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U.S. War Costs: Two Parts Temporary, One Part Permanent

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  • Ryan D. Edwards

Abstract

Military spending, fatalities, and the destruction of capital, all of which are immediately felt and are often large, are the most overt costs of war. They are also relatively short-lived. The costs of war borne by combatants and their caretakers, which includes families, communities, and the modern welfare state, tend instead to be lifelong. In this paper I show that a significant component of the public costs associated with U.S. wars are long-lived. One third to one half of the total present value of historical war costs have been absorbed by benefits distributed over the remaining life spans of veterans and their dependents. The half-life of these benefits has averaged more than 30 years following the end of hostilities. Estimates of the value of injuries and deaths, while uncertain, suggest that the private burden of war borne by survivors, namely the uncompensated costs of service-related injuries, are also large and long-lived.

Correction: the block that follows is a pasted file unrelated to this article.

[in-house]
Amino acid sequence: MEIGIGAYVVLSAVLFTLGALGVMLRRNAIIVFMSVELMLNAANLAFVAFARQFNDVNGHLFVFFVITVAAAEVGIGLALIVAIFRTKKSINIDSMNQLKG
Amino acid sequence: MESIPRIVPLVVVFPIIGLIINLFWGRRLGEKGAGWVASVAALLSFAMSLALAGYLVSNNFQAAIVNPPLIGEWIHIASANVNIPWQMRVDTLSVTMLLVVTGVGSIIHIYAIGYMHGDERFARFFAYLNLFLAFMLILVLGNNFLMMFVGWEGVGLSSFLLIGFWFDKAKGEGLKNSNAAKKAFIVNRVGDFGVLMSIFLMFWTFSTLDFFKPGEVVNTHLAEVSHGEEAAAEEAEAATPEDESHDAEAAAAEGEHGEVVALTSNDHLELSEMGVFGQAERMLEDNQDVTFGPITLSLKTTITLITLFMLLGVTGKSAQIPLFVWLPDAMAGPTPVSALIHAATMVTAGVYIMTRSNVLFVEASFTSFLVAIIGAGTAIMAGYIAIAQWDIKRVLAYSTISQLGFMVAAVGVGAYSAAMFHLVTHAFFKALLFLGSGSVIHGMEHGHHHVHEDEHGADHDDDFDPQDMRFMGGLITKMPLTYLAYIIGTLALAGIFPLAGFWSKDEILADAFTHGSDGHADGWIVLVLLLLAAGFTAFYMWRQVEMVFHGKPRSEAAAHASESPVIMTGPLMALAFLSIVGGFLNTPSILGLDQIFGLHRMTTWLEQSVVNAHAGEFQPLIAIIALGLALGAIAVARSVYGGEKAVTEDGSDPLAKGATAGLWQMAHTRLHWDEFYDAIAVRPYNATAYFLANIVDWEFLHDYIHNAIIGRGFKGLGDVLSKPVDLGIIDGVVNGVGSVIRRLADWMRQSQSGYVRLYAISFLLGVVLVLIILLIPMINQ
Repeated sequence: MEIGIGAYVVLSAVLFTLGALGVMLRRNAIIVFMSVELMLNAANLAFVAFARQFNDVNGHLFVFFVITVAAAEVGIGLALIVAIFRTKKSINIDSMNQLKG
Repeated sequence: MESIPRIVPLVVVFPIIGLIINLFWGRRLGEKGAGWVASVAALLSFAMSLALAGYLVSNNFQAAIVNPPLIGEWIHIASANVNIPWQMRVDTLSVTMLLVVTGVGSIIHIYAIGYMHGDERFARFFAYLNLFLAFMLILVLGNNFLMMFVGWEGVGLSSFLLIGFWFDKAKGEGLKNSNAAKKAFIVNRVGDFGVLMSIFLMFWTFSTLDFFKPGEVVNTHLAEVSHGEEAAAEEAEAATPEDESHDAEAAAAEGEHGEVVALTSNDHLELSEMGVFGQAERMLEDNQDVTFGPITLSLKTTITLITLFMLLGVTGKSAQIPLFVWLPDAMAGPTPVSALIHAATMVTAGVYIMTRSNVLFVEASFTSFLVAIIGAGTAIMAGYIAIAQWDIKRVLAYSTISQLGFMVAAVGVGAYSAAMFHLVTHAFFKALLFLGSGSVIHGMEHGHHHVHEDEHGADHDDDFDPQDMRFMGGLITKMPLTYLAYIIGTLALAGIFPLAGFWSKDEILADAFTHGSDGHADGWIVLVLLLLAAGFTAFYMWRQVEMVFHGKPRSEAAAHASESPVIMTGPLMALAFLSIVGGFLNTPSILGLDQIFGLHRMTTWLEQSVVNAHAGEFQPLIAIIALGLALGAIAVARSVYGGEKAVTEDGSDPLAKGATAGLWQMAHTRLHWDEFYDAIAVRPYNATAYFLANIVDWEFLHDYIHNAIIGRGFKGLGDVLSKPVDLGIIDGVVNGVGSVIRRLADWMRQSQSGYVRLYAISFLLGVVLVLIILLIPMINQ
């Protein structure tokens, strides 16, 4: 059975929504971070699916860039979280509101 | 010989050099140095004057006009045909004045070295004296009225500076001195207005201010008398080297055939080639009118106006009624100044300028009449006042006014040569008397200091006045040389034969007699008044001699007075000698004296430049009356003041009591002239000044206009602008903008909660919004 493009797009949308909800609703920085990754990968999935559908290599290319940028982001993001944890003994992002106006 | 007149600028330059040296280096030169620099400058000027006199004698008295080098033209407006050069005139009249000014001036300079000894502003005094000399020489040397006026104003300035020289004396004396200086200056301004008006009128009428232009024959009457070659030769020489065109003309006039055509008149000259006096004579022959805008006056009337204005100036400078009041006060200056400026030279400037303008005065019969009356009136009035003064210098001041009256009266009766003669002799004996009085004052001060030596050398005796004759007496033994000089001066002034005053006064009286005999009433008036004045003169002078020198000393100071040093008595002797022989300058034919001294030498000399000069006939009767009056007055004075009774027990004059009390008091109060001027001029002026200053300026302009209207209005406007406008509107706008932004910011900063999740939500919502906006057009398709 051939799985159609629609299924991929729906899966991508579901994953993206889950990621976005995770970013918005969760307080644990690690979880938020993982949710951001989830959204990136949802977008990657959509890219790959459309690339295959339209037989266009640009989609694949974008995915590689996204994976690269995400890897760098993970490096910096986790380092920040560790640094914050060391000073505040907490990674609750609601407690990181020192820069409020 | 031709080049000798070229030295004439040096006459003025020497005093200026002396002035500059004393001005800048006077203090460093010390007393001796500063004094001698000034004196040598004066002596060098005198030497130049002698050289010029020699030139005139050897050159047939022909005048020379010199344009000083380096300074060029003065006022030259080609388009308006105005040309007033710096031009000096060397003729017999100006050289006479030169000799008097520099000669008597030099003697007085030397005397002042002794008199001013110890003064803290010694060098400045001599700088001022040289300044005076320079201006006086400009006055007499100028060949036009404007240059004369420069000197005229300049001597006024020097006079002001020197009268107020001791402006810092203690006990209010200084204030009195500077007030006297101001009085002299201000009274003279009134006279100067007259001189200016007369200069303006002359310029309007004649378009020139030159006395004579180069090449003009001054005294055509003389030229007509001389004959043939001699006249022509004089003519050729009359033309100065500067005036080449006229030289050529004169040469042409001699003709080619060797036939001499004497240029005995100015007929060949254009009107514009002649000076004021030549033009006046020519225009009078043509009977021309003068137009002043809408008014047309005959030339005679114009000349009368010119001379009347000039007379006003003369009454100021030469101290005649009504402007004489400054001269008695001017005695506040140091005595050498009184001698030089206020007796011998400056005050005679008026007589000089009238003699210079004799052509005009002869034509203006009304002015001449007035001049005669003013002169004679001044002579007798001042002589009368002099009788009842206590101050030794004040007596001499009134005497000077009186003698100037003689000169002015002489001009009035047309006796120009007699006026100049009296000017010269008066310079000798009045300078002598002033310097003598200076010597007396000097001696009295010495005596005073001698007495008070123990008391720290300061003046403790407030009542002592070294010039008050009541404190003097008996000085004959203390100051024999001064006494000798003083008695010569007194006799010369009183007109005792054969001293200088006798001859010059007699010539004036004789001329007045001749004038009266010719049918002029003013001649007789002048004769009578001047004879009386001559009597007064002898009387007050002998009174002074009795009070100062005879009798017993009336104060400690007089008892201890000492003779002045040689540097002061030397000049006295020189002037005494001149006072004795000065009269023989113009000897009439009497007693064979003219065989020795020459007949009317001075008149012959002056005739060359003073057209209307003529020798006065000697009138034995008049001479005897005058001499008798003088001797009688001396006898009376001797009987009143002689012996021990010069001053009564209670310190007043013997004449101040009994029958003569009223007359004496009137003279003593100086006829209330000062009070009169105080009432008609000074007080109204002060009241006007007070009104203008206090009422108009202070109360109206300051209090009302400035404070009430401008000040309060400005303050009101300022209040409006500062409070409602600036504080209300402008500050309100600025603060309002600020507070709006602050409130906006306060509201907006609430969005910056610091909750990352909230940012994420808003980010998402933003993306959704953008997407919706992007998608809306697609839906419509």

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Paper provided by National Bureau of Economic Research, Inc in its series NBER Working Papers with number 16108.

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Date of creation: Jun 2010
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Publication status: published as Edwards, Ryan D. (2014) "U.S. War Costs: Two Parts Temporary, One Part Permanent," Journal of Public Economics 113: 54-66.
Handle: RePEc:nbr:nberwo:16108

Note: DAE EFG PE
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Cited by:
  1. Lee, Chulhee, 2014. "In utero exposure to the Korean War and its long-term effects on socioeconomic and health outcomes," Journal of Health Economics, Elsevier, vol. 33(C), pages 76-93.
  2. Ryan D. Edwards, 2010. "A Review of War Costs in Iraq and Afghanistan," NBER Working Papers 16163, National Bureau of Economic Research, Inc.
  3. Gregg, Matthew T. & Wishart, David M., 2012. "The price of Cherokee removal," Explorations in Economic History, Elsevier, vol. 49(4), pages 423-442.

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